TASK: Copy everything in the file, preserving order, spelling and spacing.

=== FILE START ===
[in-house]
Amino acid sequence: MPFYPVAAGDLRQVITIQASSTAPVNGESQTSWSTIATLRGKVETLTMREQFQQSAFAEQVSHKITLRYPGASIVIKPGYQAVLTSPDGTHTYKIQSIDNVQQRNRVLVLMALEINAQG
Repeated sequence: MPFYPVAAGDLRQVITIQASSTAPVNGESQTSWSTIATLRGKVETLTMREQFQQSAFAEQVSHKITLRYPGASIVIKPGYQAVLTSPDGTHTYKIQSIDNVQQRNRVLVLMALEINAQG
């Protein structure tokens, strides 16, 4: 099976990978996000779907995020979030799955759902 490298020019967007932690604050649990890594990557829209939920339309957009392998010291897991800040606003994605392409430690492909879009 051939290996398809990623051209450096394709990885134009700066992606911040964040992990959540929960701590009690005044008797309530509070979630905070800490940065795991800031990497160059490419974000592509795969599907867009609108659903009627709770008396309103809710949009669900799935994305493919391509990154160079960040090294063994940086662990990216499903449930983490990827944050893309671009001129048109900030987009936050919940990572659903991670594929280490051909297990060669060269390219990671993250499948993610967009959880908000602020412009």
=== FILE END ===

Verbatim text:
[in-house]
Amino acid sequence: MPFYPVAAGDLRQVITIQASSTAPVNGESQTSWSTIATLRGKVETLTMREQFQQSAFAEQVSHKITLRYPGASIVIKPGYQAVLTSPDGTHTYKIQSIDNVQQRNRVLVLMALEINAQG
Repeated sequence: MPFYPVAAGDLRQVITIQASSTAPVNGESQTSWSTIATLRGKVETLTMREQFQQSAFAEQVSHKITLRYPGASIVIKPGYQAVLTSPDGTHTYKIQSIDNVQQRNRVLVLMALEINAQG
């Protein structure tokens, strides 16, 4: 099976990978996000779907995020979030799955759902 490298020019967007932690604050649990890594990557829209939920339309957009392998010291897991800040606003994605392409430690492909879009 051939290996398809990623051209450096394709990885134009700066992606911040964040992990959540929960701590009690005044008797309530509070979630905070800490940065795991800031990497160059490419974000592509795969599907867009609108659903009627709770008396309103809710949009669900799935994305493919391509990154160079960040090294063994940086662990990216499903449930983490990827944050893309671009001129048109900030987009936050919940990572659903991670594929280490051909297990060669060269390219990671993250499948993610967009959880908000602020412009």